Moving Us Closer To Osler
A Miller Coulson Academy of Clinical Excellence Initiative

World Cup Fever


As you watch lots of “The Beautiful Game” this month, there are lessons for healthcare professionals. All members of our teams are important and diversity drives success.  

Healthcare and soccer/football are both found all over world. The World Cup is a terrific tournament (FIFA not withstanding) that draws interest and passion from far and wide. In watching many fantastic matches, the following ideas came to mind about what we can learn from soccer: 


Everyone on the team is important.  

Soccer is a “weak link” sport. It’s often the 8th, 9th, 10th ,or 11th best players on the team who determine the result (note: 11 players are on the pitch working together). The weakest players on your team need to be stronger than the opposing team’s weakest players.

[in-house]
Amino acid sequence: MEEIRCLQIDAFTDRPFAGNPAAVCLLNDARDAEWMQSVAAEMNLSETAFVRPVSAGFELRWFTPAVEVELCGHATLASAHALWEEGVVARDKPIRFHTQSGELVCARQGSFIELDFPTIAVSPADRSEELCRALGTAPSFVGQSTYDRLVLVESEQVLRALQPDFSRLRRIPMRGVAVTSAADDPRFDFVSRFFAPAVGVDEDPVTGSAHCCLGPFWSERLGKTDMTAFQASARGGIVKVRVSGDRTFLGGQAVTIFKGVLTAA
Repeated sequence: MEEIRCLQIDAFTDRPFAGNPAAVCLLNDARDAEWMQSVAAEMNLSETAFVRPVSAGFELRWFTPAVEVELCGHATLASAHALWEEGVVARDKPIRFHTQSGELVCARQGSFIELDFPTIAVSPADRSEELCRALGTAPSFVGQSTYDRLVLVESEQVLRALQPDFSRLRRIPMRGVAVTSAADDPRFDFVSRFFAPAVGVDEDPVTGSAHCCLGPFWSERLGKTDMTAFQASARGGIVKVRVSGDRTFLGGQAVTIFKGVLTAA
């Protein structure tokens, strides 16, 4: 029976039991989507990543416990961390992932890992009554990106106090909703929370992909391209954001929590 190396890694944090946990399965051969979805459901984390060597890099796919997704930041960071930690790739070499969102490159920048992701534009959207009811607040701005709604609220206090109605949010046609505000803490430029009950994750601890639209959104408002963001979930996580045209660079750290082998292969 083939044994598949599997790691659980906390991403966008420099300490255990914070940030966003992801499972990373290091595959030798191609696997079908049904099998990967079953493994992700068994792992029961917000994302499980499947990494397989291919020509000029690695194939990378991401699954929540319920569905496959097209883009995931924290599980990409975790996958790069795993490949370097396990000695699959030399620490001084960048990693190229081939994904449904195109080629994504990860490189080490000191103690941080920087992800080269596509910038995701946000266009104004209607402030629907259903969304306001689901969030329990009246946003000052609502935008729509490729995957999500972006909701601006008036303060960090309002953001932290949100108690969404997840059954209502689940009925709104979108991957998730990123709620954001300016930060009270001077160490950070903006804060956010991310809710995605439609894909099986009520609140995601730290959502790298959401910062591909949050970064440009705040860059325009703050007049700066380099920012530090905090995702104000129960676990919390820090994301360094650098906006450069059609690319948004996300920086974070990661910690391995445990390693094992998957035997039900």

One mistake (an errant pass or an uncalled-for foul) can often determine the outcome of the match. This premise emphasizes the importance of consistency and that all team members be strong.  

We need to train and coach each other so everyone on the team is growing to be the best that they can be. 



In both soccer and healthcare, things take time to come together. Many passes must usually be strung together to move the ball up the field to culminate in a goal. Similarly, in medicine, it can take several tests to arrive at the definitive diagnosis or multiple attempts with different therapeutics to reach the desired outcomes.   


Diverse teams are best. 

Great soccer teams are a collection of individuals with varied talents. The same is true of healthcare teams. Embracing diversity and allowing each person to contribute their strengths will ultimately help in the service of our patients. 


Keep the faith. 

In this World Cup tournament, there have been many unexpected results or upsets. A recurrent cheer by American fans is “I believe that we will win.” In medicine, we need to help patients to find the right amount of hope and encourage them to believe that they can achieve their healthcare goals.  








This piece expresses the views solely of the author. It does not necessarily represent the views of any organization, including Johns Hopkins Medicine.